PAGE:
The ban on smoking in enclosed public places was introduced to benefit the health of non-smokers whose health was put at risk as a result of being in close proximity to smokers. Therefore any proposal to include e-cigarettes within this ban must also be to protect the health of non-vapers.
Is passive vaping dangerous? A major scientific study undertaken by Dr Konstantinos Farsalinos (Researcher, Onassis Cardiac Surgery Centre, Greece, University Hospital Gathuisberg, Belgium) and Professor Riccardo Polosa (Director of the Institute for Internal Medicine and Clinical Immunology of the University of Catania, Italy) concluded that the ‘effects of e-cigarette use on by-standers are minimal compared with conventional cigarettes.’
In his article, Mr Drakeford stated that this proposal was rather minor and that it would have no impact on the e-cigarette industry or vapers. However, in Spain where a ban on the use of e-cigarettes in public places has been introduced, there has been a 70 per cent fall in the number of vapers and a 60 per cent decrease in the number of vaping shops. People that had made the switch to e-cigarettes are unfortunately now smoking again.
If the Welsh Government succeeds in banning e-cigarettes in public places, they will be forcing vapers to vape alongside smokers and exposing them to the dangers of second-hand smoke. We are in contact with vapers on a daily basis and many have said such a ban would simply force them back to smoking. Is this really what the Welsh Government wants?
A recent open letter to the World Health Organisation was signed by no less than 53 of the leading scientists in nicotine and public health policy. The open letter appealed directly the WHO to adopt a positive, proportionate and rational approach to products that provide very low-risk alternatives to smoking – products such as e-cigarettes. It called upon the WHO to recognise that this approach, tobacco harm reduction, as an important part of the solution offering great promise for public health, and not part of the problem.
In a recent BBC poll 62 per cent of the public said e-cigarettes should not be banned in public and Professor John Briton from the Royal College of Physicians has said: “If all the smokers in Britain stopped smoking cigarettes and started using e-cigarettes we would save five million deaths in people who are alive today. It’s a massive potential public health prize.”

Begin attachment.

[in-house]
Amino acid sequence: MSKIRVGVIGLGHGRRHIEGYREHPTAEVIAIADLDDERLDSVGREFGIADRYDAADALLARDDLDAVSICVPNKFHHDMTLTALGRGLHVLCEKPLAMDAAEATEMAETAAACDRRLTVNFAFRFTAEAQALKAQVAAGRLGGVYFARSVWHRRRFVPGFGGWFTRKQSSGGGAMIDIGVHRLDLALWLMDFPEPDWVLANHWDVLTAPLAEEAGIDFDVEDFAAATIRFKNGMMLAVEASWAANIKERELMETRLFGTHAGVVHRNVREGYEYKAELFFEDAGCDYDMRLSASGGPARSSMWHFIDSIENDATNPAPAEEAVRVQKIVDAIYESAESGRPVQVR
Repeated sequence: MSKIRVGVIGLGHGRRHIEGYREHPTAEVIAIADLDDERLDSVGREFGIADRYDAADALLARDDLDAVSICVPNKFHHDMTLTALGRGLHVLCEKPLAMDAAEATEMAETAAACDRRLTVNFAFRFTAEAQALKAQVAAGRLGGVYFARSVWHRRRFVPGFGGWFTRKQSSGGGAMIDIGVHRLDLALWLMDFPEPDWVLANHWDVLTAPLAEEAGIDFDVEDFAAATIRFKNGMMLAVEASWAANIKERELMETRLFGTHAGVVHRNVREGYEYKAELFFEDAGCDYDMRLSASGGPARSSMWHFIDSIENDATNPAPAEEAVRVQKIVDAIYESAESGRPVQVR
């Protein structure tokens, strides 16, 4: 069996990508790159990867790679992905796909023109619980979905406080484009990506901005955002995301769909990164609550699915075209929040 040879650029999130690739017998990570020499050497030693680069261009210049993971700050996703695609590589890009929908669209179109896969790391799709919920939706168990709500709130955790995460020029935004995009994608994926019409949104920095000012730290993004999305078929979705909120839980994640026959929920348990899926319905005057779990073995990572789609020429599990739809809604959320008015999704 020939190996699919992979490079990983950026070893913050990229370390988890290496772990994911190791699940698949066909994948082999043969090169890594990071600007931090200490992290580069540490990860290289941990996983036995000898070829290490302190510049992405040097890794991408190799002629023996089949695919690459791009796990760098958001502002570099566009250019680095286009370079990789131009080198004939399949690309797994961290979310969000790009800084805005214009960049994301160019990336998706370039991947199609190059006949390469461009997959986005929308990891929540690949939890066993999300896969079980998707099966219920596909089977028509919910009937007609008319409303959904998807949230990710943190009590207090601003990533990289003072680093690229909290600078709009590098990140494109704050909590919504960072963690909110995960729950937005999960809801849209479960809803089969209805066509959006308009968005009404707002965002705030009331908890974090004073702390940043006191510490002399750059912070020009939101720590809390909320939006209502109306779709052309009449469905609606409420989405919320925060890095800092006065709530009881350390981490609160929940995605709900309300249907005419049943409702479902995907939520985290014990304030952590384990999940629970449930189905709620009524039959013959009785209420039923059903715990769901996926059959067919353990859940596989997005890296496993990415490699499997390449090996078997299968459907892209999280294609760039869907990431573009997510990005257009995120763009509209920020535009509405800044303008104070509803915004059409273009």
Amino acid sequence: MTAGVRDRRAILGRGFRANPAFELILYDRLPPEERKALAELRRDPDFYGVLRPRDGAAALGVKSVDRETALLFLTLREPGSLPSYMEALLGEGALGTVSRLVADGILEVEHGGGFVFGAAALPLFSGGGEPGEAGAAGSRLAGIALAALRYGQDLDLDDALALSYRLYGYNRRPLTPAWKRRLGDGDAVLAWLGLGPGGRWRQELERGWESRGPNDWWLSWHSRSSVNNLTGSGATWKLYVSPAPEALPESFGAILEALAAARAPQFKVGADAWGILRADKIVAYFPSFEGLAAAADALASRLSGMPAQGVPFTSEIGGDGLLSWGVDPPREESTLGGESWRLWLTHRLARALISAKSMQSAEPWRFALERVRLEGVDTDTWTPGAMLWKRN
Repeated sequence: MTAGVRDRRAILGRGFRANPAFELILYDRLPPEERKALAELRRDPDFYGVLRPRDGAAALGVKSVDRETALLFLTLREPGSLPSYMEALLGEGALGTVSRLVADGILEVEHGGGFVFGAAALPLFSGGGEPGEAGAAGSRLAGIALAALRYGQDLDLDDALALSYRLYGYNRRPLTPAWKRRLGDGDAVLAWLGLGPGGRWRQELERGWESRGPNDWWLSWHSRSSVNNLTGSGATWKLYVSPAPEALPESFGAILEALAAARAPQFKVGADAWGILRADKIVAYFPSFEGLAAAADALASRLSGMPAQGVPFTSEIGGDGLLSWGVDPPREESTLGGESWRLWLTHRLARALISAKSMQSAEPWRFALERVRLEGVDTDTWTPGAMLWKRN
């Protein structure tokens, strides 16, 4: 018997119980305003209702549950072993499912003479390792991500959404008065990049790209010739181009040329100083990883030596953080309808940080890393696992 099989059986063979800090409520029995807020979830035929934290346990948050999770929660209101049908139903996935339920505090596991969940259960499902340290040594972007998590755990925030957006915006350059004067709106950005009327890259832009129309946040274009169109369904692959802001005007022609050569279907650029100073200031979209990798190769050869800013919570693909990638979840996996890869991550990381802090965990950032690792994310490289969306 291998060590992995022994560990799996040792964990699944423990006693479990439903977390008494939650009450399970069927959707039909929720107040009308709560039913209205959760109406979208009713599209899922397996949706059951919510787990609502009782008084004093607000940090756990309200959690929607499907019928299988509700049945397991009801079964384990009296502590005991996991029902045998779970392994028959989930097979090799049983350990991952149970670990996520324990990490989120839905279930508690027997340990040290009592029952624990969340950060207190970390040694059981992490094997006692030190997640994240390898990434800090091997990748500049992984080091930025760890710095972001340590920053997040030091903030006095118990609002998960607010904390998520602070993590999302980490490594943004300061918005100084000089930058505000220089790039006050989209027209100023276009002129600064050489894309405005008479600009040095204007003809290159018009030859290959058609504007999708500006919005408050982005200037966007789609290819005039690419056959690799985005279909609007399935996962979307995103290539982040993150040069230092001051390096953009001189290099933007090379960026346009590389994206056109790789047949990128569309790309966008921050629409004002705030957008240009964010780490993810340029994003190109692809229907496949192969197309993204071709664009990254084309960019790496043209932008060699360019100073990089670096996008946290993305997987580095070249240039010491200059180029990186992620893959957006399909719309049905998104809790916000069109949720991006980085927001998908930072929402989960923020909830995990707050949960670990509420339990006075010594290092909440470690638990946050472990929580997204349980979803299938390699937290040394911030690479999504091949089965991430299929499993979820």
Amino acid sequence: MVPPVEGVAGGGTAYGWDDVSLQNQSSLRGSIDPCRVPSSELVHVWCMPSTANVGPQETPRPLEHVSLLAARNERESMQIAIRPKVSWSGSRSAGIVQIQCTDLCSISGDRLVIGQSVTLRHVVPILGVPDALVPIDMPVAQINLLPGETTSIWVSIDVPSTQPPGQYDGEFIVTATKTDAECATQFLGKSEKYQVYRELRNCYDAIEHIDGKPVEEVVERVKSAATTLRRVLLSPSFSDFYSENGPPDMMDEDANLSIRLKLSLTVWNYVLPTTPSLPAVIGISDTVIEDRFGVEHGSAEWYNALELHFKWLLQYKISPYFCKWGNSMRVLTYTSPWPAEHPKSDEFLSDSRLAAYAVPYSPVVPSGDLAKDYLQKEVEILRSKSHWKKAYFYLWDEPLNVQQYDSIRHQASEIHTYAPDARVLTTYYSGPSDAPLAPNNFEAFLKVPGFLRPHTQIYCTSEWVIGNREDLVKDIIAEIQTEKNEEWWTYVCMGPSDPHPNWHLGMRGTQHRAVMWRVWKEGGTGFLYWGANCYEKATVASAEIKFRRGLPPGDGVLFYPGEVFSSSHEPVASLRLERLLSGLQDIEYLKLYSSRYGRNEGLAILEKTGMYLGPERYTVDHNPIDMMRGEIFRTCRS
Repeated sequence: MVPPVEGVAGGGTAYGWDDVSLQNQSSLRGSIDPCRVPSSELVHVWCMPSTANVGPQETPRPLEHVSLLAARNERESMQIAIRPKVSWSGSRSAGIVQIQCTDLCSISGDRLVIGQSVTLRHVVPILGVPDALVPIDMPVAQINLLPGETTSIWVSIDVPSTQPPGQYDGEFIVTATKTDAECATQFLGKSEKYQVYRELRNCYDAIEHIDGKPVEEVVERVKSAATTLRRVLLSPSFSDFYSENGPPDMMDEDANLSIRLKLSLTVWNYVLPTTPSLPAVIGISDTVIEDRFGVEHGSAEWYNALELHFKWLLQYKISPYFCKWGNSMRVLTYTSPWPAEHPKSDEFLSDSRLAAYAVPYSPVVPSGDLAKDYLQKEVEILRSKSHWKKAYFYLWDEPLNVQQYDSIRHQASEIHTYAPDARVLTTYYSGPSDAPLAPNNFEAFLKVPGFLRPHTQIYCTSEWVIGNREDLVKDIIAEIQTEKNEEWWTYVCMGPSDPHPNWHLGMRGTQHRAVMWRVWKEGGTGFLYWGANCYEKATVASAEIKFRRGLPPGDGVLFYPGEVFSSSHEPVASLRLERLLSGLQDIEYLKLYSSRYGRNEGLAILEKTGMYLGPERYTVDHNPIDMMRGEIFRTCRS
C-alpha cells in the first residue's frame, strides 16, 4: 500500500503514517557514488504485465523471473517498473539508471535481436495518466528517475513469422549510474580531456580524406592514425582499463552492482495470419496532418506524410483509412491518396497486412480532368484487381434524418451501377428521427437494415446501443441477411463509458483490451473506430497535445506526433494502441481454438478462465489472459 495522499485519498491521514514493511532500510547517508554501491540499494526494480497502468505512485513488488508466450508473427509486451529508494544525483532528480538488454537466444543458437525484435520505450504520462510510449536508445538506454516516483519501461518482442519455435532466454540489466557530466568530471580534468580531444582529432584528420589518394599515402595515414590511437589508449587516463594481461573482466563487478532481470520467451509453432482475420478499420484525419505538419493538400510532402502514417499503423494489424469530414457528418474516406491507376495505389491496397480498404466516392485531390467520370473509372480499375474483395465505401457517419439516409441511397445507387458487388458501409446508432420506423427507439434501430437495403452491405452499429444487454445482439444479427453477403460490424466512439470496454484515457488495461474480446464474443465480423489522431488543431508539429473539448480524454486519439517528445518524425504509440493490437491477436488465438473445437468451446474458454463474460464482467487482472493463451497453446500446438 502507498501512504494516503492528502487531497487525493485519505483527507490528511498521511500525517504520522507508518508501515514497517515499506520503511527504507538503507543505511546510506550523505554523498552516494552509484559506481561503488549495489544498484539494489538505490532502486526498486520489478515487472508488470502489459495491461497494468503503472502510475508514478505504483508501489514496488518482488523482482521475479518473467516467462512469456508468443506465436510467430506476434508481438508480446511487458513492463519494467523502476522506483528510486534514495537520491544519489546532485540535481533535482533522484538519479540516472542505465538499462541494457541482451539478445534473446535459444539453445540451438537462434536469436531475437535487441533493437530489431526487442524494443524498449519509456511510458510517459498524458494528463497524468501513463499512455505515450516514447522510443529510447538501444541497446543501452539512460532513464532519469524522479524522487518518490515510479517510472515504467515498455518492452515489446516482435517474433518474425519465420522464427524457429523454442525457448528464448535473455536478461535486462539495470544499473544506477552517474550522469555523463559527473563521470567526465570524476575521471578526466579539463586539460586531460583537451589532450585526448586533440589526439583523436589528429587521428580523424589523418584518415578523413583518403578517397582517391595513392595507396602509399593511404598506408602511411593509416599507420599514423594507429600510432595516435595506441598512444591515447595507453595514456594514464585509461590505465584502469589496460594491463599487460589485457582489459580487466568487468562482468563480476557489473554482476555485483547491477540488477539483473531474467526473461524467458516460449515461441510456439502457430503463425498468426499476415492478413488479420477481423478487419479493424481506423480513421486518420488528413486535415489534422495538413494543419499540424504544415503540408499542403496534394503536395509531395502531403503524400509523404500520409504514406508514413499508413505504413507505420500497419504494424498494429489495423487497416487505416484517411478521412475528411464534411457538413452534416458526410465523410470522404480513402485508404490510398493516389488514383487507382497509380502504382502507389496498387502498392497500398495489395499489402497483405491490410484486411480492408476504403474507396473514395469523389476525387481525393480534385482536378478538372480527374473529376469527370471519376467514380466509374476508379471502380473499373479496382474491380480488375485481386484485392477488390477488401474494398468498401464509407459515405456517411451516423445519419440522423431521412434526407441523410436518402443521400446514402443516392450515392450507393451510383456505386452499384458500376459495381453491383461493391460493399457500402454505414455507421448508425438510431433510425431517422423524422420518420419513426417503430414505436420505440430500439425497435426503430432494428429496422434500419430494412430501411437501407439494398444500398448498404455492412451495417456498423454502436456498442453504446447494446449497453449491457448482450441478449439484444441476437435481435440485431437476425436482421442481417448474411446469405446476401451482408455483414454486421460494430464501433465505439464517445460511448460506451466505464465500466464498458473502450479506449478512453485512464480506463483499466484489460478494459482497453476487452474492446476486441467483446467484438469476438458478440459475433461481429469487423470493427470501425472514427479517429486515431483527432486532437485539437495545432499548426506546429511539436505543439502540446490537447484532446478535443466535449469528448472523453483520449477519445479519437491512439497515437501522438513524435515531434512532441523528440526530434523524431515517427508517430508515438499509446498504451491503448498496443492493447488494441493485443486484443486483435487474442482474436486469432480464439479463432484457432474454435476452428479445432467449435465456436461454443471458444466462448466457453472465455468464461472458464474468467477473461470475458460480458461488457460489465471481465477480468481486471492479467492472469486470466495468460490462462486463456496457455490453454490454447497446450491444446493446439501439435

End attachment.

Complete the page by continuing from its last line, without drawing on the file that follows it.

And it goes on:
The rise of e-cigarette sales is directly contributing to a decline in cigarettes sales. In the words of Professor Robert West: “What is the problem that requires further regulation?” What public health gain does the Welsh Government hope to achieve with this proposal?
With a ban on the advertising of e-cigarettes soon to be introduced, following the passing of the Tobacco Products Directive, where are smokers to find out about e-cigarettes, particularly if they are banned in public? Smokers need to see people using e-cigarettes in public, they need to be able to go up and speak to e-cigarette users so that they can find out further information and then hopefully make the switch to a safer alternative.
In its approach the Welsh Government are going against the precautionary principle as it was originally intended, they are trying to mitigate for a risk that has yet to be proven and in doing so may do more harm than good.
 Meeting of the All-Party Groups on Smoking and Health, Pharmacy, and Heart Disease 10 June 2014
 Research undertaken by Professor Peter Hajek, Director of the Tobacco Dependence Research Unit at Queen Mary University of London
 Safety evaluation and risk assessment of electronic cigarettes as tobacco cigarette substitutes: a systematic review:
Konstantinos E. Farsalinos and Riccardo Polosa
published online 13 February 2014 Therapeutic Advances in Drug Safety
 The Independent Newspaper, 29 March 2013
 Professor Robert West speaking at the E-cigarette Summit, The Royal Society, London on the 12th of November 2013.